Abstract Title

Session S-01D: Pelagic Ecology in the Salish Sea I

Keywords

Species and Food Webs

Start Date

30-4-2014 10:30 AM

End Date

30-4-2014 12:00 PM

Description

Recent analysis of community structure in the pelagic ecosystem of the greater Puget Sound has revealed a shift in species composition and abundance in some areas from those dominated by fish to those dominated gelatinous mesozooplankton (“jellyfish”). Unfortunately, the mechanisms behind these shifts are unclear due to a deficit of ecological understanding of this system. The analysis of foodweb structure, which reflects the flow of carbon and nutrients, is useful to complement composition and abundance information in order to understand the energetic processes underlying pelagic communities and why they may be changing. In this talk, we examine foodweb structure and trophic ecology of middle trophic level pelagic fish and jellyfish in six oceanographic sub-basins in Puget Sound from April to October 2011. Specifically, we assessed spatial and seasonal variation in 1) the isotopic composition of abundant species of salmonids, forage fish and jellyfish, 2) the trophic overlap between fish and jellyfish and 3) foodweb attributes of whole pelagic communities including niche width, trophic length and basal resource diversity. At the species level, there were strong spatial differences in isotopic composition among sub-basins. Seasonal patterns, possibly suggesting ontogenetic diet shifts or changes in basal carbon sources, were also evident but were more pronounced in fish than jellyfish. The degree of trophic overlap between fish and jellyfish varied among sub-basins and generally decreased seasonally. At the community level, overall community niche width was higher in Whidbey basin in spring and summer months then switched to a north-south gradient in fall months with the highest value in South Sound. Both the trophic length and basal resource diversity exhibited contrasting seasonal patterns among basins with values decreasing seasonally in northern basins (Whidbey and Rosario) and increasing in southern basins (Central and South Sound). Taken as a whole, our observations suggest that the trophic ecology and overall structure of pelagic fish and jellyfish are heavily influenced by local processes at the sub-basin scale as well as temporally dynamic biotic processes such as changes in body size. Our analysis provides an important groundwork to understand how Puget Sound’s pelagic ecosystem is structured and why it may be changing.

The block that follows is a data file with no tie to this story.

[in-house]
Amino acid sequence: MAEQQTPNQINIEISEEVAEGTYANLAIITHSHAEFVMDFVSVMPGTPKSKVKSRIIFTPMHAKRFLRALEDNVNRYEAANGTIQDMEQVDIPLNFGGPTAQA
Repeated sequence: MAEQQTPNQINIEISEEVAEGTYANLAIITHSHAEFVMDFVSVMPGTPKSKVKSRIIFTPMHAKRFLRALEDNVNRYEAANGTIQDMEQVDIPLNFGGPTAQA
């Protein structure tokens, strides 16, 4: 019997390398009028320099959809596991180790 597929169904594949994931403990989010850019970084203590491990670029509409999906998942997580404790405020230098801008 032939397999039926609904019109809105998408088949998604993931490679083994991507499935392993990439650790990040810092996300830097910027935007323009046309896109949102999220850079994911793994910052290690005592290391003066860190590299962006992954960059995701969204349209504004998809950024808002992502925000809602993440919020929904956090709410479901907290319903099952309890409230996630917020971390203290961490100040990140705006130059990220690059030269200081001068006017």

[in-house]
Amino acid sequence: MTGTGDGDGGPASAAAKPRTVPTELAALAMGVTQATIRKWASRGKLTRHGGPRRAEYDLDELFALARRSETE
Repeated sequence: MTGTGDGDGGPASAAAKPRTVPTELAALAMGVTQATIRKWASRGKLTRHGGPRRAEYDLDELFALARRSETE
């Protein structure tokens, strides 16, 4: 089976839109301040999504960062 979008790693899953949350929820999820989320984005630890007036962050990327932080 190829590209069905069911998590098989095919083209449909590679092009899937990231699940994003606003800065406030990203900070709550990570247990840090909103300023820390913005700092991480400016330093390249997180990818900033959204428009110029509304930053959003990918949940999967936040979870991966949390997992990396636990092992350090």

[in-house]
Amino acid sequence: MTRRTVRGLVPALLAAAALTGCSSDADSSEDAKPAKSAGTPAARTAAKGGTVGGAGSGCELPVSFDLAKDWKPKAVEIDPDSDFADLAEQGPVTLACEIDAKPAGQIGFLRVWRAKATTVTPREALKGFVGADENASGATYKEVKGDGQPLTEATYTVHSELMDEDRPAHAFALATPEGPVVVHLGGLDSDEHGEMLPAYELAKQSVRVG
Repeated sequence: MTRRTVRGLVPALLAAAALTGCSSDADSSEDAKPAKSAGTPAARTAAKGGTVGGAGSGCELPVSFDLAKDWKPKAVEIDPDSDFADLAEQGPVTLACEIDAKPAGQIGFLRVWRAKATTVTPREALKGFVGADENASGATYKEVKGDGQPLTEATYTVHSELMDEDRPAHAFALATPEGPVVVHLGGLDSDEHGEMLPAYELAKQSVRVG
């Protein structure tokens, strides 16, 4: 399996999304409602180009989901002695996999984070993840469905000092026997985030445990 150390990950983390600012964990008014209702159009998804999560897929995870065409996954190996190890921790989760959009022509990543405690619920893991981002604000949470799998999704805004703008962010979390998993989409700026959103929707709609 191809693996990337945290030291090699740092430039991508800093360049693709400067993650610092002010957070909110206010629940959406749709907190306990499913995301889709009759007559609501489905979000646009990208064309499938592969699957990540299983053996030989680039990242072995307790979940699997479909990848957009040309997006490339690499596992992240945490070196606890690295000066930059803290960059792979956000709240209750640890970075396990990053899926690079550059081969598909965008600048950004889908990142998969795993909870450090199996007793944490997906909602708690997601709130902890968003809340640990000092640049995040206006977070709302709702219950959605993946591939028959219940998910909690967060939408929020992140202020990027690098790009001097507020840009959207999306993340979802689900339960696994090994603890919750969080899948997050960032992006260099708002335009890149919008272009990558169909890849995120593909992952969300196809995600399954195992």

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Apr 30th, 10:30 AM Apr 30th, 12:00 PM

Trophic structure of pelagic fish and jellyfish across spatial and seasonal gradients in the greater Puget Sound

Room 611-612

Recent analysis of community structure in the pelagic ecosystem of the greater Puget Sound has revealed a shift in species composition and abundance in some areas from those dominated by fish to those dominated gelatinous mesozooplankton (“jellyfish”). Unfortunately, the mechanisms behind these shifts are unclear due to a deficit of ecological understanding of this system. The analysis of foodweb structure, which reflects the flow of carbon and nutrients, is useful to complement composition and abundance information in order to understand the energetic processes underlying pelagic communities and why they may be changing. In this talk, we examine foodweb structure and trophic ecology of middle trophic level pelagic fish and jellyfish in six oceanographic sub-basins in Puget Sound from April to October 2011. Specifically, we assessed spatial and seasonal variation in 1) the isotopic composition of abundant species of salmonids, forage fish and jellyfish, 2) the trophic overlap between fish and jellyfish and 3) foodweb attributes of whole pelagic communities including niche width, trophic length and basal resource diversity. At the species level, there were strong spatial differences in isotopic composition among sub-basins. Seasonal patterns, possibly suggesting ontogenetic diet shifts or changes in basal carbon sources, were also evident but were more pronounced in fish than jellyfish. The degree of trophic overlap between fish and jellyfish varied among sub-basins and generally decreased seasonally. At the community level, overall community niche width was higher in Whidbey basin in spring and summer months then switched to a north-south gradient in fall months with the highest value in South Sound. Both the trophic length and basal resource diversity exhibited contrasting seasonal patterns among basins with values decreasing seasonally in northern basins (Whidbey and Rosario) and increasing in southern basins (Central and South Sound). Taken as a whole, our observations suggest that the trophic ecology and overall structure of pelagic fish and jellyfish are heavily influenced by local processes at the sub-basin scale as well as temporally dynamic biotic processes such as changes in body size. Our analysis provides an important groundwork to understand how Puget Sound’s pelagic ecosystem is structured and why it may be changing.